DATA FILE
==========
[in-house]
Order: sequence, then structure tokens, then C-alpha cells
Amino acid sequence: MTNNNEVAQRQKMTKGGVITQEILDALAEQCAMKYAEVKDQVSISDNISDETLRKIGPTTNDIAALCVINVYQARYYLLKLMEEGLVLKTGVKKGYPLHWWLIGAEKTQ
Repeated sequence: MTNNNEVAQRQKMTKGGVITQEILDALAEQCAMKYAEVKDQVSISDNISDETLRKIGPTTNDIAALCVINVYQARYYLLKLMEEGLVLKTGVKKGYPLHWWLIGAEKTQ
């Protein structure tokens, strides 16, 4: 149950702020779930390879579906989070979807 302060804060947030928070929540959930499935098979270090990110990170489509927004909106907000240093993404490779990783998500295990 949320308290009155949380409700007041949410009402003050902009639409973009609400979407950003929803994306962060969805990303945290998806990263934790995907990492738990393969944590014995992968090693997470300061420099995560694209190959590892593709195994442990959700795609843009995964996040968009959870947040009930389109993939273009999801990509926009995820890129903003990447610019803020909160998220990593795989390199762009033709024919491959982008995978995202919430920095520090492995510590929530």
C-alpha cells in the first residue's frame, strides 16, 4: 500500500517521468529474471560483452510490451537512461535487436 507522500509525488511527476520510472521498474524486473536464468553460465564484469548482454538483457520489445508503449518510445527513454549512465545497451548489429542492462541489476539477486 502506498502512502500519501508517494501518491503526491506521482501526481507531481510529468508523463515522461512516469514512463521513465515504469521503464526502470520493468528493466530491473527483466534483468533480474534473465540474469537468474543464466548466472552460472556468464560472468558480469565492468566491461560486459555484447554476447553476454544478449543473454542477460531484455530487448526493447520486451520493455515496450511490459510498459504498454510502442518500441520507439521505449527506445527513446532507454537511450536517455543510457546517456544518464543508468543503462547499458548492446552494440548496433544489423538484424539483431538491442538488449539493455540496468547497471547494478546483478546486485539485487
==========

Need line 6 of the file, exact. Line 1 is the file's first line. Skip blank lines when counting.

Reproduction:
C-alpha cells in the first residue's frame, strides 16, 4: 500500500517521468529474471560483452510490451537512461535487436 507522500509525488511527476520510472521498474524486473536464468553460465564484469548482454538483457520489445508503449518510445527513454549512465545497451548489429542492462541489476539477486 502506498502512502500519501508517494501518491503526491506521482501526481507531481510529468508523463515522461512516469514512463521513465515504469521503464526502470520493468528493466530491473527483466534483468533480474534473465540474469537468474543464466548466472552460472556468464560472468558480469565492468566491461560486459555484447554476447553476454544478449543473454542477460531484455530487448526493447520486451520493455515496450511490459510498459504498454510502442518500441520507439521505449527506445527513446532507454537511450536517455543510457546517456544518464543508468543503462547499458548492446552494440548496433544489423538484424539483431538491442538488449539493455540496468547497471547494478546483478546486485539485487